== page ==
Speaking of his partner’s scan, Mr Norman – who is originally from Cardiff – said: ‘At seven weeks there was already a large size difference between embryos.
‘We were referred to a hospital in Brisbane because Sonny was falling behind on growth.
‘The placenta fed more to Kash than to Sonny so at 20 weeks our obstetrician said we may have to sacrifice the small one to save Kash.
‘We instantly told the doctor no way. We were going for the both and would do anything we needed to have the best chance of Sonny and Kash surviving.’
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With the couple refusing to give up on their babies, doctors warned they would not reach full-term.
The pair therefore aimed to make it to 24 weeks.
‘We were told healthy babies have a limited chance of surviving if they’re born before 24 weeks, let alone Sonny,’ Mr Norman said.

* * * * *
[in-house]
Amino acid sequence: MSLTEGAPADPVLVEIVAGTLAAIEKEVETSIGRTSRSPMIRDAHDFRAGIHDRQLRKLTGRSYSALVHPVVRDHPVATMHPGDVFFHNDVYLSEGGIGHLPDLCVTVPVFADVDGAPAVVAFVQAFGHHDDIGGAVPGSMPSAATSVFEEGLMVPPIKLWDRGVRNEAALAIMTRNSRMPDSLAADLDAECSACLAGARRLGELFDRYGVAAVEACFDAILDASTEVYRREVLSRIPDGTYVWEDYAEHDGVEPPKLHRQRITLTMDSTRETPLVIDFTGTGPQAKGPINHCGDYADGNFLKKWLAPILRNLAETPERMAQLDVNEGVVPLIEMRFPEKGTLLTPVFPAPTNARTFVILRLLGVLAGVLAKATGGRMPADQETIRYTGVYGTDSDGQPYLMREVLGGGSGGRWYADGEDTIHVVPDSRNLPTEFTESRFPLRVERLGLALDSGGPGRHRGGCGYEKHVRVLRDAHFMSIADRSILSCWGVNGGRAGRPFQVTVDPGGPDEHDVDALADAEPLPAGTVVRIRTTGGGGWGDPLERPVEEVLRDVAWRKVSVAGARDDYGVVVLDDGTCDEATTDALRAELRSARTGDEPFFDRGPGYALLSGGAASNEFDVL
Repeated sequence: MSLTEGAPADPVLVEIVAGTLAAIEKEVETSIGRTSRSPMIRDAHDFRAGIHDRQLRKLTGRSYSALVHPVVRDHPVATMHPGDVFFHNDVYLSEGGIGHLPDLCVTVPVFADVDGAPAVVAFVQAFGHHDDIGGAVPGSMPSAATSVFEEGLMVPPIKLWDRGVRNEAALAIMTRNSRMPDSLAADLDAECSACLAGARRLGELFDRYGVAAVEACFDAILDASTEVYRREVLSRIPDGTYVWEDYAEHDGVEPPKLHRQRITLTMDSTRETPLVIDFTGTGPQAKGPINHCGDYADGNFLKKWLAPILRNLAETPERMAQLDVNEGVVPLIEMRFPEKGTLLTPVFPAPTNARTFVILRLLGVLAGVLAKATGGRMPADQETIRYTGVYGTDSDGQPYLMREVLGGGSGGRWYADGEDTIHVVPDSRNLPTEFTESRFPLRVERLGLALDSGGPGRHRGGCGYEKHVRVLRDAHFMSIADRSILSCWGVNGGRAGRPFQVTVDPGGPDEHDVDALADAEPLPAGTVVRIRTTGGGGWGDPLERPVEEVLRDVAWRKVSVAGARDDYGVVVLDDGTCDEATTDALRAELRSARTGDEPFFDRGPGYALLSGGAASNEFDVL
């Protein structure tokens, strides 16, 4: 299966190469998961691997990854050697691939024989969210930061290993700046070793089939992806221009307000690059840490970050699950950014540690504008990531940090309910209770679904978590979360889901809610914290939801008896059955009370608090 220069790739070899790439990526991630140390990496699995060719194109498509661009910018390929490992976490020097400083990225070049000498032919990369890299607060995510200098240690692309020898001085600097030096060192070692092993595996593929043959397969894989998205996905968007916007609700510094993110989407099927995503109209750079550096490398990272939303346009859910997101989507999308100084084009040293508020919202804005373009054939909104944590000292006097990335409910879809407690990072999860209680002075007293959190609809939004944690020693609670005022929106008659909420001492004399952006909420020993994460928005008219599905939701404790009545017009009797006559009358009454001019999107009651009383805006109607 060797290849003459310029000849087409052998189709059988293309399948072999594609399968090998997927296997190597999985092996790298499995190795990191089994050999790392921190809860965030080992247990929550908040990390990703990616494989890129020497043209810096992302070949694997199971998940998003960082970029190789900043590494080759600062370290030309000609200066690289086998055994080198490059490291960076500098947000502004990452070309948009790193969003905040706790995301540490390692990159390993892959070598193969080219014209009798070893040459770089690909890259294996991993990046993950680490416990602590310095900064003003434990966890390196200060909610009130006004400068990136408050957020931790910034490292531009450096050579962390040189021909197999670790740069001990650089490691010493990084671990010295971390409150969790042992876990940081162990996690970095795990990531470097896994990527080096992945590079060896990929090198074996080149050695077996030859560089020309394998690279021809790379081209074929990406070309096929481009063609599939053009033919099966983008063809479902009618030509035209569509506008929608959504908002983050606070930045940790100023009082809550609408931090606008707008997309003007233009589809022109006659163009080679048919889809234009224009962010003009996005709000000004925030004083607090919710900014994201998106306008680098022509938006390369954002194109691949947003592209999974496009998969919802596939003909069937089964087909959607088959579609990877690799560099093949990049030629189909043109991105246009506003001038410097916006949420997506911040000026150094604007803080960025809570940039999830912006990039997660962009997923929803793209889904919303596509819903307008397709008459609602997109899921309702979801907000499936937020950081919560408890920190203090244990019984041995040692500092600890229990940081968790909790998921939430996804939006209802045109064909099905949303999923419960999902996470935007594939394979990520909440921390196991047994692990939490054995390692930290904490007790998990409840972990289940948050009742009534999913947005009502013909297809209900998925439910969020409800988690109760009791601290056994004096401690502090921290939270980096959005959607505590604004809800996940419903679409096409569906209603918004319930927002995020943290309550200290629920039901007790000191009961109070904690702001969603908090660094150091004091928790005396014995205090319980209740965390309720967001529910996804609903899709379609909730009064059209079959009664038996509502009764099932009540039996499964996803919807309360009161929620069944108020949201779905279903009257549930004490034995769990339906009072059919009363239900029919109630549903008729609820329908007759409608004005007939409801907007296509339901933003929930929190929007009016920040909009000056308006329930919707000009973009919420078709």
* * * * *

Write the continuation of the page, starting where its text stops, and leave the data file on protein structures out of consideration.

‘After making it to 24 weeks, we were then looking to make it over 1lb, then we hoped for one and a half pounds, and so on.
‘The chances of survival grew immensely with every ounce.’
Sonny (left) spent longer in intensive care, with Kash (right) being almost double his weight
Both boys are now doing well, with Sonny lagging around six weeks behind his brother
Parents Gareth Norman and Ms Baker (pictured) told doctors ‘no way’ when they suggested Sonny be terminated. They aimed to get to 24 weeks and then the boys’ to weigh more than 1lb
Once born, the ordeal was far from over, with Sonny not breathing.
Doctor managed to stabilise him, before both boys were moved to intensive care.
‘On the ward, Sonny was doing better than Kash,’ Mr Norman said.
‘Kash was happy on the inside [of the pregnancy] so he struggled slightly, whereas Sonny suddenly started receiving all the nutrition he lacked inside, so thrived.
‘It wasn’t until day 21 when they found Sonny’s heart had a hole in it and we were transferred down to Melbourne the following day.
‘Sonny was in the Royal Children’s Hospital but the only space for Kash was in Monash Hospital, on the other side of the city.’